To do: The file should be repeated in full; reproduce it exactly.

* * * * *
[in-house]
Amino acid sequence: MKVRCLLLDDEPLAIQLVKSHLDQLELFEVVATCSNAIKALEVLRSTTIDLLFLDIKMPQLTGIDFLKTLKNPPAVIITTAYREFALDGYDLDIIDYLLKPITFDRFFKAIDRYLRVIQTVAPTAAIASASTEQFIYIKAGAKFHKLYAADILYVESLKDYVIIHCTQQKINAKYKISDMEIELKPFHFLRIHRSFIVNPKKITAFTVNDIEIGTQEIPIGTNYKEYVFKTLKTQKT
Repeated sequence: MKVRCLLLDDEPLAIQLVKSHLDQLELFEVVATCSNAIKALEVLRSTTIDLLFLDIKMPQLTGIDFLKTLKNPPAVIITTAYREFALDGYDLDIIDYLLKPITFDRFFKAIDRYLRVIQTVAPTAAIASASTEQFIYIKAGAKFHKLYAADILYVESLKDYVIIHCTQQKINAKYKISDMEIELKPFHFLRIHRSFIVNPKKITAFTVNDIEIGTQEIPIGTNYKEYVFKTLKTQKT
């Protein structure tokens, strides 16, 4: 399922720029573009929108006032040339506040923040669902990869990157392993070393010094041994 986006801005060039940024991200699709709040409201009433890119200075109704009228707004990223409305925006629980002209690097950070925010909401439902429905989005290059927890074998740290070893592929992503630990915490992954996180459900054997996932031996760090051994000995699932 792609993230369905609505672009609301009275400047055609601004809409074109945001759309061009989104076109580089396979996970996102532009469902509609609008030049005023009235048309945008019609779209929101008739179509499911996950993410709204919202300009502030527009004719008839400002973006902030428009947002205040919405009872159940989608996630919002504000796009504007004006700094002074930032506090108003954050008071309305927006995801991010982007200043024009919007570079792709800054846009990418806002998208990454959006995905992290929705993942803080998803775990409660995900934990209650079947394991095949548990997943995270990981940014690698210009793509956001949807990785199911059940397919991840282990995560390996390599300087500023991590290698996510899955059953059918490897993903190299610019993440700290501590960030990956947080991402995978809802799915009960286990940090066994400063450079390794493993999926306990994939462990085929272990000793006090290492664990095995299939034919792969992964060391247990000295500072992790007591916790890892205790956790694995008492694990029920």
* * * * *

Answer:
[in-house]
Amino acid sequence: MKVRCLLLDDEPLAIQLVKSHLDQLELFEVVATCSNAIKALEVLRSTTIDLLFLDIKMPQLTGIDFLKTLKNPPAVIITTAYREFALDGYDLDIIDYLLKPITFDRFFKAIDRYLRVIQTVAPTAAIASASTEQFIYIKAGAKFHKLYAADILYVESLKDYVIIHCTQQKINAKYKISDMEIELKPFHFLRIHRSFIVNPKKITAFTVNDIEIGTQEIPIGTNYKEYVFKTLKTQKT
Repeated sequence: MKVRCLLLDDEPLAIQLVKSHLDQLELFEVVATCSNAIKALEVLRSTTIDLLFLDIKMPQLTGIDFLKTLKNPPAVIITTAYREFALDGYDLDIIDYLLKPITFDRFFKAIDRYLRVIQTVAPTAAIASASTEQFIYIKAGAKFHKLYAADILYVESLKDYVIIHCTQQKINAKYKISDMEIELKPFHFLRIHRSFIVNPKKITAFTVNDIEIGTQEIPIGTNYKEYVFKTLKTQKT
């Protein structure tokens, strides 16, 4: 399922720029573009929108006032040339506040923040669902990869990157392993070393010094041994 986006801005060039940024991200699709709040409201009433890119200075109704009228707004990223409305925006629980002209690097950070925010909401439902429905989005290059927890074998740290070893592929992503630990915490992954996180459900054997996932031996760090051994000995699932 792609993230369905609505672009609301009275400047055609601004809409074109945001759309061009989104076109580089396979996970996102532009469902509609609008030049005023009235048309945008019609779209929101008739179509499911996950993410709204919202300009502030527009004719008839400002973006902030428009947002205040919405009872159940989608996630919002504000796009504007004006700094002074930032506090108003954050008071309305927006995801991010982007200043024009919007570079792709800054846009990418806002998208990454959006995905992290929705993942803080998803775990409660995900934990209650079947394991095949548990997943995270990981940014690698210009793509956001949807990785199911059940397919991840282990995560390996390599300087500023991590290698996510899955059953059918490897993903190299610019993440700290501590960030990956947080991402995978809802799915009960286990940090066994400063450079390794493993999926306990994939462990085929272990000793006090290492664990095995299939034919792969992964060391247990000295500072992790007591916790890892205790956790694995008492694990029920």